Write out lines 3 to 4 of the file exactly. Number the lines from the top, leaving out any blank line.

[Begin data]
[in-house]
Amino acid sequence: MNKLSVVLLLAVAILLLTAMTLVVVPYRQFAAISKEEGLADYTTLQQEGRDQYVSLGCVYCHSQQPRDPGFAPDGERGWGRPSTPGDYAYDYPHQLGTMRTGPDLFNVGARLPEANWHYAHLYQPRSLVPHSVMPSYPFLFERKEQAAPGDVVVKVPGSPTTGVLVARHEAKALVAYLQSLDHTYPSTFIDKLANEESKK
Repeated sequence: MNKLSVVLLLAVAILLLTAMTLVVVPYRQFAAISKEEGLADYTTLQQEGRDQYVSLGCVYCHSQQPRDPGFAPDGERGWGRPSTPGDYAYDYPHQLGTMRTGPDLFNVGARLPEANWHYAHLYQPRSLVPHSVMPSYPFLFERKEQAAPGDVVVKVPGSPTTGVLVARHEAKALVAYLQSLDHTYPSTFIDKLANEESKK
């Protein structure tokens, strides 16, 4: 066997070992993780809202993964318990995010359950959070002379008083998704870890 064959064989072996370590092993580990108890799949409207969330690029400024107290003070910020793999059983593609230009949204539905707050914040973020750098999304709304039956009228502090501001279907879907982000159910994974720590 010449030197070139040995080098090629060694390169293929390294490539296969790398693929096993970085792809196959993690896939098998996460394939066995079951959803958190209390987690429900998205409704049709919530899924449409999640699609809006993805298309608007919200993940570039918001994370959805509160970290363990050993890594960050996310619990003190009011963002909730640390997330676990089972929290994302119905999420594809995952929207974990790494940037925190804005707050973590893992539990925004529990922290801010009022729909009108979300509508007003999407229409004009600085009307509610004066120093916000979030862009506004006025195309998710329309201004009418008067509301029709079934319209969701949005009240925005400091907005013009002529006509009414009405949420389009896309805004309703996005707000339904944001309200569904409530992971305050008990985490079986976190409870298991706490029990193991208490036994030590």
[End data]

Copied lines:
Repeated sequence: MNKLSVVLLLAVAILLLTAMTLVVVPYRQFAAISKEEGLADYTTLQQEGRDQYVSLGCVYCHSQQPRDPGFAPDGERGWGRPSTPGDYAYDYPHQLGTMRTGPDLFNVGARLPEANWHYAHLYQPRSLVPHSVMPSYPFLFERKEQAAPGDVVVKVPGSPTTGVLVARHEAKALVAYLQSLDHTYPSTFIDKLANEESKK
């Protein structure tokens, strides 16, 4: 066997070992993780809202993964318990995010359950959070002379008083998704870890 064959064989072996370590092993580990108890799949409207969330690029400024107290003070910020793999059983593609230009949204539905707050914040973020750098999304709304039956009228502090501001279907879907982000159910994974720590 010449030197070139040995080098090629060694390169293929390294490539296969790398693929096993970085792809196959993690896939098998996460394939066995079951959803958190209390987690429900998205409704049709919530899924449409999640699609809006993805298309608007919200993940570039918001994370959805509160970290363990050993890594960050996310619990003190009011963002909730640390997330676990089972929290994302119905999420594809995952929207974990790494940037925190804005707050973590893992539990925004529990922290801010009022729909009108979300509508007003999407229409004009600085009307509610004066120093916000979030862009506004006025195309998710329309201004009418008067509301029709079934319209969701949005009240925005400091907005013009002529006509009414009405949420389009896309805004309703996005707000339904944001309200569904409530992971305050008990985490079986976190409870298991706490029990193991208490036994030590």